Five members of Trump's inner circle headed for closer scrutiny after J6 report
Kayleigh McEnany (Screen Grab)

Now that the transcripts of the depositions given to the January 6th Committee have been published for the public record, associates of former President Donald Trump who were not referred for criminal charges are not breathing a sigh of relief--just the opposite, they now have actions confirmed by sworn testimony that is now evidence passed over to the Department of Justice for further investigation.

What was portrayed and downplayed by many Republicans as forgetfulness, false conspiracy and eagerness to indict, has been contradicted by the release of the report that served more as an incubator for evidence than a platform to charge all involved.

With so many witnesses pleading the Fifth Amendment--protecting their right not to self-incriminate during a government interview, the Department of Justice now can play 'Hangman' with the discovered evidence -- filling in the blanks by sending out subpoenas to those who did not want to offer up known information to the January 6th Committee, or had sudden memory lapses.

Here are five Trump associates that should be fearful that their actions--or inactions, detailed by the January 6th Committee Report -- will put them under an even closer microscope of scrutiny by the Department of Justice:

Ivanka Trump & Jared Kushner - As with any Trump business transaction or social occurrence, you always have to first look close at the family tree. One of the earliest leaks from the report days before it was published was that it singles out a high level of uncooperative behavior from Ivanka Trump, from drawing blanks on logistical questions, to not remembering where she was during crucial time periods of Jan. 6 to convenient memory lapses. This could make her testimony suspect.

As for Kushner, one of the main questions to be answered from Jan. 6 is regarding what communication silos was Kushner using during the insurrection. Was he playing a role of reinforcement to the Trump family political contacts or was he leading a whole different lane of communications with his and the family's corporate and business allies?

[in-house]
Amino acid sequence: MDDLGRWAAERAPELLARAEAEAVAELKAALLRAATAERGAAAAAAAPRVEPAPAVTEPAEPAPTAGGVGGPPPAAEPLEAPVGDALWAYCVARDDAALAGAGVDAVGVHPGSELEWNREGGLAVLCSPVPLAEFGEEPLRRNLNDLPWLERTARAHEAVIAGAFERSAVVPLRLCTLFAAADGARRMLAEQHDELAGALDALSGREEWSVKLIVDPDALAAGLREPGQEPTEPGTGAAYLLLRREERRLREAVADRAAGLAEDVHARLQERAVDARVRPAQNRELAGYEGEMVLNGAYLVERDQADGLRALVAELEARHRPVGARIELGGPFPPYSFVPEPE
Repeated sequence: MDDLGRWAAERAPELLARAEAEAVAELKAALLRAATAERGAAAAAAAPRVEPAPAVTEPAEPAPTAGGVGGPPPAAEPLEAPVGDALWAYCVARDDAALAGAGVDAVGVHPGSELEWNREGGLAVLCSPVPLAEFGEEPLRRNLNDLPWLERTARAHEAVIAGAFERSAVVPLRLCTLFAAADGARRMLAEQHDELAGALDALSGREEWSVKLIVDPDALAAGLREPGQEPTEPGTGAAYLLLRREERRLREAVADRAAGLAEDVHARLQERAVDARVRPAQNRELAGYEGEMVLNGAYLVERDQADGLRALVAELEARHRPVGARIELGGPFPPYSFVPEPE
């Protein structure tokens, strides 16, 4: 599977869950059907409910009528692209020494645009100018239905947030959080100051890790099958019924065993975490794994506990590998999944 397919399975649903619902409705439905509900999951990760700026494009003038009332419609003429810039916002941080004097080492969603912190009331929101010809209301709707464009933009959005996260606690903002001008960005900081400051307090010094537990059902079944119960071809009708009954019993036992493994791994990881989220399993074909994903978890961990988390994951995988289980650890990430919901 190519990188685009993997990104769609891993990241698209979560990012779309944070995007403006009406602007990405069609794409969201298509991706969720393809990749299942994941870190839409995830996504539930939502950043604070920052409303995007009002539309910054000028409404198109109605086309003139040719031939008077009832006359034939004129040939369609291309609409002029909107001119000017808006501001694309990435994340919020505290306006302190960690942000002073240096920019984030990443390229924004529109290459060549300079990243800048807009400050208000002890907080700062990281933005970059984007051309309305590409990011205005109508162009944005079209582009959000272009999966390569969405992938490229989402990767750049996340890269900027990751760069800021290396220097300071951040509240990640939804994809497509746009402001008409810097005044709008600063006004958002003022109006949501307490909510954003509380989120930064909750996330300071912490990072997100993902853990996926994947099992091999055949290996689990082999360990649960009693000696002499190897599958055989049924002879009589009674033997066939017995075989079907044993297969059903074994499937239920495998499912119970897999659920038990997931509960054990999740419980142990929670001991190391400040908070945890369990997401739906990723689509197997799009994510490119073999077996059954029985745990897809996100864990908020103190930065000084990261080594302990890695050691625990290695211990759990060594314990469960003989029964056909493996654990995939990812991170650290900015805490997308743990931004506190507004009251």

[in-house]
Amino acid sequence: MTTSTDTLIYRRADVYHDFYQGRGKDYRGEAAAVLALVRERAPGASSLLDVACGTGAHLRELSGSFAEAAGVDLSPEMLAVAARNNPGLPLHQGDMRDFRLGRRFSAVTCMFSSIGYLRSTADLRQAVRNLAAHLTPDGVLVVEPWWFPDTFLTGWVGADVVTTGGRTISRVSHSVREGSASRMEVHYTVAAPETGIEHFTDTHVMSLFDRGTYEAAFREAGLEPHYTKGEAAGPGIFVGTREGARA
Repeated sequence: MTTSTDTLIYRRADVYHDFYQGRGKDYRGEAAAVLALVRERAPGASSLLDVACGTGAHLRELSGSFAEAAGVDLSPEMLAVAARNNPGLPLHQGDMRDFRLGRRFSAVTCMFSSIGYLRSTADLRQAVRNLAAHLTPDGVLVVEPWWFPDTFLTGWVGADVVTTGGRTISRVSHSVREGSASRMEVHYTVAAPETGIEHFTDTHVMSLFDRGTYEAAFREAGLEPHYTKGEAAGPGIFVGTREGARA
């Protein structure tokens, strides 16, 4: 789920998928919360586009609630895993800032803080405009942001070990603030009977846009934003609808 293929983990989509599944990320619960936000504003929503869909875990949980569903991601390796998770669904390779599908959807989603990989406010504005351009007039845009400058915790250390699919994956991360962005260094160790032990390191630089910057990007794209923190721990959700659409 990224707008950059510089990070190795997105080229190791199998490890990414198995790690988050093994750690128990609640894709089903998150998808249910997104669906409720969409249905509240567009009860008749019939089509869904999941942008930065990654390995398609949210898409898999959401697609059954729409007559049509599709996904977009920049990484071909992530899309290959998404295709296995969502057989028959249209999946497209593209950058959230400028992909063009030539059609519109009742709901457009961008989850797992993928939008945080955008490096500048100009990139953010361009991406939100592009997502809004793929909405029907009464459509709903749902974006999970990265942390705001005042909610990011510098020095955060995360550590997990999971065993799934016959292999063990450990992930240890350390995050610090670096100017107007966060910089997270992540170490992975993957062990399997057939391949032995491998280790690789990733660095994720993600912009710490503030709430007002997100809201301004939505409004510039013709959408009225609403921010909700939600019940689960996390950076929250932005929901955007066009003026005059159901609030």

RELATED: Legal experts find more possible criminal liability for Donald Trump in Jan. 6 report

Julie Fancelli - There's more than a passing theme of word irony when the heiress of the Publix supermarket chain is implicated via a public report in her role with the Jan. 6 scheme by funding bus transportation for hundreds of Trump supporters to the planned insurrection. During her deposition, Fancelli repeatedly attempted to invoke four different amendments in lieu of responding, whether those amendments were being used in the correct context or not. Ironically enough her deposition in which she is clearly grabbing for straws may lead to a mess that's a lot bigger than a cleanup on aisle nine...

Kayleigh McEnany - By turning over text messages from and around Jan. 6 to the committee earlier this year, McEnany may have saved herself from the highest level of initial scrutiny from a possible DOJ investigation, but as the transcripts come out there are lingering questions about McEnany's role in the communications gap during the insurrection. Text messages between Trump administration surrogate Katrina Pierson and Mark Meadows have surfaced in the public report, where Meadows places full responsibility of the insurrection to Trump's rhetoric and messaging. If that is the case, what was the responsibility of McEnany, then press secretary, in making sure the communication to stop the insurrection got to the general public?

Even if she had to go rogue, McEnany only had two weeks remaining in her position, so preserving job security wasn't a feasible response or excuse.

Stefan Passantino - To most, Passantino was just another Trump lawyer before the Jan. 6 report was published. Now Passantino is a 'star' of the report and under the spotlight for pushing former White House aide Cassidy Hutchinson to respond to her deposition with responses that she couldn't recall specific details, and reminding her that the committee didn't know what she knew and didn't know. Now that Hutchinson's two depositions, one during Passantino's guidance and one after, are available to the general public, Passantino's guidance will be under close scrutiny...whether he remembers it or not.